How best to select funds

  • Business
  • Saturday, 15 Mar 2003

BizWeek asked S&P's Investment Services managing director for Asia Pacific William J. Reidy, a few questions on factors investors should keep in mind during this selection process and how best to gauge an asset management company's performance.  


BizWeek: With the deluge of unit trust products entering the market, how or what yardstick should be used to select which one to invest in? 

Reidy: Prior to subscribing to a unit trust, investors must consider several factors. First, they must understand their investment objectives, expected return, and risk tolerance. This will help determine their investment horizon. Then, along with their financial consultants, investors can decide on the portfolio allocation to best address their needs. Only at this point, should investors look at individual funds to see which ones would fit in with their investment strategy. 

As for selection criteria for funds, historical performance is certainly important but equally as important is the consistency of that performance in both market upturns and downturns.  


If we need to choose a fund based on its track record, should we go for how one has performed over three years or five years or even ten? 

The longer the track record, the more we are able to gauge the consistency of a fund’s performance. Generally speaking, we need a minimum of three years’ historical performance before we can truly tell how consistent a fund’s performance has been on both an absolute and relative basis (i.e. as compared to its peers).  


How relevant is the funds' performance during crisis times in judging if they are indeed the stronger performers? 

This is not only relevant but in fact, critical. Under bullish market conditions, some funds that have performed spectacularly might be taking on excess risk to achieve their stellar performance. Such a fund would be severely challenged in face of a downturn. For this reason, we must evaluate the performance of fund managers under both bullish and bearish market situations to determine if they are indeed consistently outperforming their peers. 

The choice of fund clearly has a bearing on the risk appetite of the individual. Elaborate on how one makes a choice based on this individual preference 

Let me first clarify how investors should look at risk when it comes to fund investments. Risk is something that should not be looked at in isolation but rather be analysed in relation to the fund’s return. Is the higher risk assumed by a fund justified by a greater return or is the fund still producing mediocre returns despite being highly volatile? This is the perspective that investors should adapt.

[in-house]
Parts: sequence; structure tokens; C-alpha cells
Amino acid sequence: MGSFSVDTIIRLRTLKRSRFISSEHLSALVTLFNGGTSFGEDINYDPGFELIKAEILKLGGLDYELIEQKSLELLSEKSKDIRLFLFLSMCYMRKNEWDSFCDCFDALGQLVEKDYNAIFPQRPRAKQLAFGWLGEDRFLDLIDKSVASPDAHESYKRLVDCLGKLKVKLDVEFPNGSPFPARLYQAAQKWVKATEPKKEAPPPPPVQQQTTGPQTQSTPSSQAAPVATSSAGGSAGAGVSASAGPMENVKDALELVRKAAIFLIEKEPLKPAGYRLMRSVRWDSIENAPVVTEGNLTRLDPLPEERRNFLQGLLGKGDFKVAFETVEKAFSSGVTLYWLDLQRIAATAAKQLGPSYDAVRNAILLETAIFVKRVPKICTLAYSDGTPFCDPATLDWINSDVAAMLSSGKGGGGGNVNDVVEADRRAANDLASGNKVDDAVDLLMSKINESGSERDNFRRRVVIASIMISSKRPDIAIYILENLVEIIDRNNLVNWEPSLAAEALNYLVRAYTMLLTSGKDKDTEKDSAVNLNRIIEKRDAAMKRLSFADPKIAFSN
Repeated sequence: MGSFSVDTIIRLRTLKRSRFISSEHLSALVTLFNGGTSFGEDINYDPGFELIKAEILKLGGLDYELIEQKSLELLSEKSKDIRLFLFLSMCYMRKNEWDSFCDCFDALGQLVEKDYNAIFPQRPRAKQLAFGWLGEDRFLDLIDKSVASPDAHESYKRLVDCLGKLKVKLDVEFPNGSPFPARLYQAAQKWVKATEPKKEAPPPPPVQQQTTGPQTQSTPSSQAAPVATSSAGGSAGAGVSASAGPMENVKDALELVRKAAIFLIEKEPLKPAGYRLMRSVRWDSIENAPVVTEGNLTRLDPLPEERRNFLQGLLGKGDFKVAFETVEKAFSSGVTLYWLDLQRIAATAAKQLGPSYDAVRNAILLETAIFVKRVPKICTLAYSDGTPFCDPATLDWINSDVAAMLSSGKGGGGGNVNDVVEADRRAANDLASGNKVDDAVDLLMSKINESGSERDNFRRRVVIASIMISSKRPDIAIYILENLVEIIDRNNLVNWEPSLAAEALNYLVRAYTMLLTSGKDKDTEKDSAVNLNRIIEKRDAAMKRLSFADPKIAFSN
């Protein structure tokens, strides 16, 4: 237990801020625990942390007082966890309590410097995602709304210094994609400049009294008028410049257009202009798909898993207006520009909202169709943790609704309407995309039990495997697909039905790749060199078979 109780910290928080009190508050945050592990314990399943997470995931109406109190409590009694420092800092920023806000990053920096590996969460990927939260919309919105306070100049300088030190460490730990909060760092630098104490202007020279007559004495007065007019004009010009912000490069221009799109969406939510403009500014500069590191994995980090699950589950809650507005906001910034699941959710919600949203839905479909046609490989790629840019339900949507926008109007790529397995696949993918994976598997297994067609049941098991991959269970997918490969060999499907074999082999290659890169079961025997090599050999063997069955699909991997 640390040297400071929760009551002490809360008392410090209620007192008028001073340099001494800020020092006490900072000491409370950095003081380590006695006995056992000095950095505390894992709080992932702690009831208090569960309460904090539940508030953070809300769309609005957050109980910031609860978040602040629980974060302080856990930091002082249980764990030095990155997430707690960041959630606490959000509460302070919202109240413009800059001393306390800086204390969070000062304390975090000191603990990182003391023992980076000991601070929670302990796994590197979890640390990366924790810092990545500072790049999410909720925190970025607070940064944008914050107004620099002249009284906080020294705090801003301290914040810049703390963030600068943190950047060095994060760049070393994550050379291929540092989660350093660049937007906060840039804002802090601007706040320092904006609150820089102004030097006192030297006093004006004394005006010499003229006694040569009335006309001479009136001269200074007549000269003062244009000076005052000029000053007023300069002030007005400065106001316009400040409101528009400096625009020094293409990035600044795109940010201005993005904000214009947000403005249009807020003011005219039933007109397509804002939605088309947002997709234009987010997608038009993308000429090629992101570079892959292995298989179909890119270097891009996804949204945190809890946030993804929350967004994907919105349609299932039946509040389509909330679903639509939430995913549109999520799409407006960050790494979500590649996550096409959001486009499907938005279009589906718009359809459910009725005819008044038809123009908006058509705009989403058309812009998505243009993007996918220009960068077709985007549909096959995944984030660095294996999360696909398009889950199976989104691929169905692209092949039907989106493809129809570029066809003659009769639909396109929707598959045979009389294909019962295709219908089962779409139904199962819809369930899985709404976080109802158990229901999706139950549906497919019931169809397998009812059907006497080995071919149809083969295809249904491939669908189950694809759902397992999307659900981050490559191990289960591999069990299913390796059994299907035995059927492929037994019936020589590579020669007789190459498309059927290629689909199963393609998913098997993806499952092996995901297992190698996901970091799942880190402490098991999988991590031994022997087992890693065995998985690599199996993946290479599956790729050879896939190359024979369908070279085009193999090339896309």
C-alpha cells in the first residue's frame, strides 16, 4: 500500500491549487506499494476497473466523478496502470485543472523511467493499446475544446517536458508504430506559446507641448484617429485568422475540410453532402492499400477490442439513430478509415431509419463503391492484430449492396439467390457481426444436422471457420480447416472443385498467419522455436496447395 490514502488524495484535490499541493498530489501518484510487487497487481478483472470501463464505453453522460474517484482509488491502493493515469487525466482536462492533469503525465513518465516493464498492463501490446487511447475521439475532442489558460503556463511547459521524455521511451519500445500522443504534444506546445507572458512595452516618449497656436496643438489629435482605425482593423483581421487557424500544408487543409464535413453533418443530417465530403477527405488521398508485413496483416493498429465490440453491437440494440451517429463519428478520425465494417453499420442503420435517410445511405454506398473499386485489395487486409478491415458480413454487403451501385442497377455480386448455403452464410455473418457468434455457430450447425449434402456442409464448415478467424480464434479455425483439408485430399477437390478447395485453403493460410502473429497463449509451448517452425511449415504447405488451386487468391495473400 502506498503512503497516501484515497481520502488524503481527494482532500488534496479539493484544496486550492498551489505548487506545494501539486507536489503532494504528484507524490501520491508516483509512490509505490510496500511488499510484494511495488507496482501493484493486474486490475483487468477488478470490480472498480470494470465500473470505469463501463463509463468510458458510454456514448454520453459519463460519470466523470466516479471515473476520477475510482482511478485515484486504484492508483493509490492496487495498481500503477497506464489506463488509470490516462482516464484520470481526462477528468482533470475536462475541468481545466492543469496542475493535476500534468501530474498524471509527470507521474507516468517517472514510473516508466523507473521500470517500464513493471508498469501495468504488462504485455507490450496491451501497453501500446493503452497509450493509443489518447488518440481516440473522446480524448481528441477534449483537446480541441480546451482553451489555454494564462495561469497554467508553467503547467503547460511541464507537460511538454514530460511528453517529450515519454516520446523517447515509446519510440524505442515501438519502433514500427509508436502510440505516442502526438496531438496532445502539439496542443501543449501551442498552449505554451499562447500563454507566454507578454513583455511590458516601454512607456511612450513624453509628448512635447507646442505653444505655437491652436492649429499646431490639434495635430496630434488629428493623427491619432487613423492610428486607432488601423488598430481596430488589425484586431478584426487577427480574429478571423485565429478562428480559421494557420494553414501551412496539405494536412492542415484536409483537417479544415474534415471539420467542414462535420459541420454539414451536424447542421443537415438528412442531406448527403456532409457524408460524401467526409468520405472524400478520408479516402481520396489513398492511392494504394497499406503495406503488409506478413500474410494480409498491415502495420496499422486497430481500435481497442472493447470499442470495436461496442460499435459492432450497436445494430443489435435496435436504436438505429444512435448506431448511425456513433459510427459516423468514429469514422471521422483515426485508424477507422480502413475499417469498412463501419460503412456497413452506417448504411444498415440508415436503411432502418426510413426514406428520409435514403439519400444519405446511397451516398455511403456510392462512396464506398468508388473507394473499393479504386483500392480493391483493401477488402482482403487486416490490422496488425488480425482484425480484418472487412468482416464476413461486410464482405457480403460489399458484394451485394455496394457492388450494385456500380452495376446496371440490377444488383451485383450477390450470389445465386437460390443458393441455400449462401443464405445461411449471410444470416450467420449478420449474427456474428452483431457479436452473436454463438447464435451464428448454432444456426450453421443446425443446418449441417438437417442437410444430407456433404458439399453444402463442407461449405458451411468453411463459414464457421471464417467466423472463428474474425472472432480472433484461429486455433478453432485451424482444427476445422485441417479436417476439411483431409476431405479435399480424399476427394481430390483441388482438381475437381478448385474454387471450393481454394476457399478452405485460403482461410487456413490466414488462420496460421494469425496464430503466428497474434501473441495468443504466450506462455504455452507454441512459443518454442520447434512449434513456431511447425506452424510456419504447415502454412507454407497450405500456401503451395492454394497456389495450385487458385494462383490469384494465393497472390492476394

Another point that investors should bear in mind is how consistent is the risk level of the fund. Has the standard deviation or volatility been quite similar throughout different periods or has it been fluctuating? Naturally, we would prefer a fund that is less volatile (i.e. less risky) and has been giving consistent returns.  

To sum up, there is really no “good” or “bad” risk. All we should be concerned about is how the risk level affects the return of the fund and whether we have the tolerance for bearing that risk.  

For instance, if you have a very stable income stream with very little financial burden, then you can take on much more risk than, say, a person who has little savings and is nearing retirement age. Individual circumstances determine to a very large extent the risk tolerance that one can accept; therefore extensive planning should be done prior to making any investments. 


What should a potential investor who wants to outsource his money to fund managers look for and bear in mind all the time? 

Investors should look at the performance of a fund on both an absolute basis as well as relative to its competition. Volatility is also important because that determines how risky the fund is and investors must look at that in reference to their own risk tolerance.  

Finally qualitative factors such as the experience of a fund manager, calibre of the research team, financial strength of the fund management company, and consistency of investment strategy should all be looked at in detail as well. Most of this information would be available in the fund fact sheets that are distributed by banks and other fund distributors. 


Is it more prudent to spread the money to fund managers that are exposed to both equity/fixed-income and other instruments? If so, why? 

It isn’t necessary for investors to subscribe to funds that are invested in a wide range of investment products. What is critical is for them to develop a portfolio that is well-diversified (i.e. invested in a variety of products and markets) so that their overall risk level is lower.  


How relevant or important is The Star/Standard & Poor's Investment Funds Award Malaysia 2003 for those who have investments in various fund management companies and those in the process of selecting them. 

The global methodology deployed by Standard & Poor's in the selection of our award winners has always been focused on performance consistency over the medium to long term as well as the risk management of these funds as compared to their competitors'.  

We believe that fund managers who outperform their peers on a risk-adjusted basis consistently should be recognized for their ability in lowering the volatility of their investments and for delivering returns that are superior both to their peer group average and market indices, thereby adding value to the fund holders.  

Therefore, in our opinion, a fund's performance at Standard & Poor's Investment Funds Awards is one criterion that investors should consider when making their investment decisions. Other factors such as risk tolerance, investment horizon, and portfolio diversification must all be looked at in detail before subscribing to any fund. 

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